Sept. 12 (Bloomberg) -- Chinese stocks traded in New York rose, lifting the benchmark index to a two-week high, after Premier Wen Jiabao signaled the government has more room for fiscal and monetary stimulus measures to boost growth.
The Bloomberg China-US Equity Index of the most-traded Chinese companies in New York rallied 1.7 percent to 89.42 yesterday, the highest since Aug. 28. Qihoo 360 Technology Co Ltd. jumped the most in three weeks after its chief executive officer said the software developer’s new search engine may use Google Inc.’s advertising system. Cnooc Ltd. gained the most since July as the oil explorer plans to issue bonds to fund its bid for Canada’s Nexen Inc. Suntech Power Holdings Co. led gains on the index.
China still has “ample strength” in either monetary or fiscal domains to propel economic growth, Wen said yesterday at the World Economic Forum in the Chinese city of Tianjin, adding the government has 100 billion yuan ($16 billion) in a fiscal stabilization fund. Chinese banks’ 703.9 billion yuan new lending in August exceeded the 600 billion yuan median estimate of 32 economists in a Bloomberg News survey.
“China has a tremendous scope to stimulate, and it’s nice to see the premier reinforce that,” Alec Young, a global equity strategist at S&P Capital IQ, said in a telephone interview from New York. “The better loan numbers and Wen’s comments buy the Chinese some time, but the market wants to see more aggressive action from the government before it can feel real comfortable about Chinese equities.”
China ETF Gains
The iShares FTSE China 25 Index Fund, the biggest Chinese exchange-traded fund in the U.S., climbed 1 percent to $33.40. The Standard & Poor’s 500 Index of the biggest U.S. shares added 0.3 percent to 1,433.56 amid speculation the Federal Reserve will act to stimulate the economy and after Germany’s highest court said it won’t delay its ruling on the euro area’s permanent bailout fund.
China’s top planning agency last week approved the construction of new roads, railways and urban infrastructure, while the People’s Bank of China cut benchmark interest rates in June and July.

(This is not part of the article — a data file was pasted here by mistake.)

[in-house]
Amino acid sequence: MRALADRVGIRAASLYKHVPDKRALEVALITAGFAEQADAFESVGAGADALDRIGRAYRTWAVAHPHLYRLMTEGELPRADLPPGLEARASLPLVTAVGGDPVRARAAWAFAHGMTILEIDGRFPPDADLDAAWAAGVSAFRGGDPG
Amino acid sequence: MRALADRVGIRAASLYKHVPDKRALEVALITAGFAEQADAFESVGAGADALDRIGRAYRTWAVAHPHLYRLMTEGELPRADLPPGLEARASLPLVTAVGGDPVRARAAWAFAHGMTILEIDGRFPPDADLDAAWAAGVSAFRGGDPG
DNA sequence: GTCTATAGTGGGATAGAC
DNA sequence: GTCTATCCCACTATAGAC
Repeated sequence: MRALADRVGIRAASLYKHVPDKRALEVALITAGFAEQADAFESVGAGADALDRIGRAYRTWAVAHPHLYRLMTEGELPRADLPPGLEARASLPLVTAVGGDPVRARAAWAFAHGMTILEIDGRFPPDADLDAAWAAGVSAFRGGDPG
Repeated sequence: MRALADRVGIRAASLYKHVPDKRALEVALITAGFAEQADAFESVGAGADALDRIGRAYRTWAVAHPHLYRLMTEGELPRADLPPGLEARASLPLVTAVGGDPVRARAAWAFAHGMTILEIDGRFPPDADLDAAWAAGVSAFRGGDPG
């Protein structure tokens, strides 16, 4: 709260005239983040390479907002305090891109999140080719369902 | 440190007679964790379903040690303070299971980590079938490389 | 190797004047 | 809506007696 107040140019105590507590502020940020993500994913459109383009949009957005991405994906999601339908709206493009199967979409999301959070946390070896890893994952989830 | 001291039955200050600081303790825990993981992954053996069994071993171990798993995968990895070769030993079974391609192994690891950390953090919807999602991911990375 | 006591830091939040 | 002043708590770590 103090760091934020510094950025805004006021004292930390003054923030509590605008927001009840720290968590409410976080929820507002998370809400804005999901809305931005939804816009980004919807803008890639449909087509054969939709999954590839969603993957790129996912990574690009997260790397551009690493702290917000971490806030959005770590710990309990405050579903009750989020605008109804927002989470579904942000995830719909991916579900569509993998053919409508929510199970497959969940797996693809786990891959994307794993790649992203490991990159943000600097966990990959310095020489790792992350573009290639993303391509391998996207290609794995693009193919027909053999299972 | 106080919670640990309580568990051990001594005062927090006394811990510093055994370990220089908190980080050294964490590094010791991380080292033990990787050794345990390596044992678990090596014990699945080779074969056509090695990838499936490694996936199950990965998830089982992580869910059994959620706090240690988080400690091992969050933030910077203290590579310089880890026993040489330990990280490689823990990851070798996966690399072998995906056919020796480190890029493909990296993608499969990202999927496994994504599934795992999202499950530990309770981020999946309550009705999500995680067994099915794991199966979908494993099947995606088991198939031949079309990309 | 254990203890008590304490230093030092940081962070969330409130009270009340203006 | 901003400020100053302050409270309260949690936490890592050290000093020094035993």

“China has been actively easing in none-traditional ways, and with smaller adjustments which are certainly positive,” Dave Lutz, head of exchange-traded fund trading at Stifel Nicolaus & Co., said yesterday from Baltimore. “Going forward, as we have resolution in the euro zone, we’ll see the market acting a lot better because a stronger euro makes Chinese exported goods less expensive to Europeans.”
Qihoo’s American depositary receipts advanced 4.7 percent to $24.43, the highest level since Aug. 22.
Beijing-based Qihoo, which last month started a search engine, is considering commercializing the service by introducing Google’s ads system, CEO Zhou Hongyi said yesterday according to a report by Sina Corp.’s technology news service. He also said Qihoo’s search engine plans to start an open platform “soon” to cooperate with other smaller, high-quality search tools for better results.
ADRs of Cnooc, China’s biggest offshore oil explorer, jumped 4.1 percent to $190.83, the biggest rally since July 17. The ADRs, each representing 100 underlying shares in Cnooc, traded 0.7 percent above its Hong Kong stock, from a 0.8 percent discount the previous day.
Cnooc agreed in July to pay $15.1 billion in cash to acquire Calgary-based Nexen. As the deal is under review by the Canadian government, Cnooc is in talks with offshore banks for about $5 billion in short-term loans for fund the purchase, and is considering eventually replacing that loan with a bond, two people familiar with the matter said.
Suntech, the world’s largest solar-panel maker, rose 8.4 percent to 80.5 cents in New York trading. Trina Solar Ltd., the fourth-largest, increased for a second day, up 3.2 percent to $4.23. LDK Solar Co. gained 3.3 percent to $1.27 while Yingli Green Energy Holding Co. added 5.2 percent to $1.82.
Trina, the Changzhou, China-based company that reported a fourth quarterly loss last month, is seeking partners to diversify as a global glut of panels and slowing demand in Europe spur a shakeup of the industry, CEO Jifan Gao said yesterday in an interview in Tianjin.
“We’re actively looking for targets. Companies like Siemens may be a rival, but I also see them as partners for cooperation,” he said.
To contact the editor responsible for this story: Tal Barak Harif at email@example.com